What Is a Static Budget?
Definition & Examples of a Static Budget
A static budget is one that forecasts expected expenses and revenues for a period that hasn't yet begun. These numbers remain the same, even if actual expenses or revenues during the period differ from the budgeted amounts.
Here's what you need to know about static budgeting and how you can use it in your business.
What Is a Static Budget?
A static budget is essentially an estimate of how the upcoming budgeting period will play out. It includes expected expenses and revenues. The static budget uses fixed dollar amounts that are determined by projections. For each line item, a fixed dollar amount is inserted into the budget. This number does not change, even if it doesn't reflect the actual income or costs that the business experiences throughout the budgeted period.
How Does a Static Budget Work?
A company’s budget is an internal planning document that is prepared for a specific time period, such as a month, quarter, or year. The budget states its anticipated revenue and expenses for that time period. Companies have different types of budgets, but the main budget is called a master budget, which is comprised of two parts: the operating budget and the financial budget.
The operating budget states the company’s revenues and expenses from the income statement. The financial budget states the company’s cash receipts and cash disbursements from the previous time period’s statement of cash flows. Cash receipts are what your company takes in from customers, including receipts from credit sales. Cash disbursements are what your company pays out to vendors.
Static budgets are a kind of operating budget.
Some costs work better with static budgets than others. Overhead costs, for example, are typically static. Overhead costs like rent, utilities, and administrative costs don't change with sales volume or any other factors. Therefore, it's easy to forecast them with greater accuracy.
When using a static budget, it's important to plan for costs to increase every year. Due to inflation and other factors, costs—even fixed costs—rise most years. Some companies will account for this by picking a percentage, like 5%, and increasing each line item by that amount. Other companies will use the projected rate of inflation for the next year and add an extra few percentage points on top of that as a buffer.
For example, imagine that a small business sells only one product—call it a "widget." If the manager of the company is developing a static budget for the next year, they may look at last year’s sales of widgets and add 5% to that sales figure. Then, they would input that number into the "sales" line item on their static budget for the upcoming year. That procedure would be applied to every line item on the company’s static budget for the coming year.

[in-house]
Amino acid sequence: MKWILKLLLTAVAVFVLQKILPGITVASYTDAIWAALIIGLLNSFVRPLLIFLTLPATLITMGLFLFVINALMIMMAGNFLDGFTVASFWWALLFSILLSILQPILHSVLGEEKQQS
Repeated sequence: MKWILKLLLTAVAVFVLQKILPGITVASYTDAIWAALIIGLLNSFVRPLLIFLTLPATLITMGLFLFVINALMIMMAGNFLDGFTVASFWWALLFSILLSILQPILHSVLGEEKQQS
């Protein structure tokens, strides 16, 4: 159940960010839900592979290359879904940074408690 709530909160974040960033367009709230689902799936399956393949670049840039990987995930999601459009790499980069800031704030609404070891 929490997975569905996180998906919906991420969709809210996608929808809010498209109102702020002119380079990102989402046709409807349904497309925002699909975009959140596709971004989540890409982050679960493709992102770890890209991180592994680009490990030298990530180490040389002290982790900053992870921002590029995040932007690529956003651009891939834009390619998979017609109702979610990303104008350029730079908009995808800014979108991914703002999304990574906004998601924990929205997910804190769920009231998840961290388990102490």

An advantage of the static budgeting method is that it’s easy. Relatively inexperienced small business managers can use it without spending too much time or energy. It allows management to place spending limits on each line item in the budget, and allocate extra resources toward priority efforts. The static input serves as a starting point at the beginning of a budgetary period, which encourages management to detail their plans for the budgeting period ahead.
Issues with the Static Budget
An obvious problem with the static budget is its rigidity. It does not change as sales and costs change. Unless the company has extremely stable revenue and expenses (such as a utility company) then this rigidity can become problematic.
For companies with less stable sales and costs, a static budget won't allow the company to allocate more resources toward improving sales if sales are lagging under expectations. Conversely, if sales are better than expected, the company can’t move resources from sales to another line item that is underperforming.
Alternatives to the Static Budget
Static budgets work great for some types of businesses, but they may not be a perfect fit for everyone. If a static budget would be too rigid for your business, try one of these alternatives.
The Flexible Budget
A flexible budget allows management to recalculate revenue based on expenses and other factors as time passes during the budgetary period. This gives management better financial control of the firm. Flexible budgets also tend to be more accurate on an ongoing basis than static budgets, making them useful as an evaluative tool at the end of the budgetary period.
Using a Combination of Static and Flexible Budgets
Using static and flexible budgets together is a powerful tool in evaluating the performance of a company. A technique called variance analysis is used by accountants to compare static budgets and flexible budgets. Comparing the static budget at the beginning of the budgetary period and the flexible budget at the end of the budgetary period gives the manager the sales volume variance.
These comparisons give the manager a sense of whether the variances between the static budget and actual results were favorable or unfavorable to the company. These budget variances are analyzed by management to determine how to improve static budgets in the future.
- A static budget is a business document that outlines expected expenses and revenues in the upcoming budgetary period.
- Static budgets do not change throughout the budgetary period, so there may be inaccuracies if costs and income don't go according to plan.
- Some line items, businesses, and industries are better suited for static budgets than others.
- Some businesses use a mix of static and flexible budgets to measure the variability of expenses and revenues.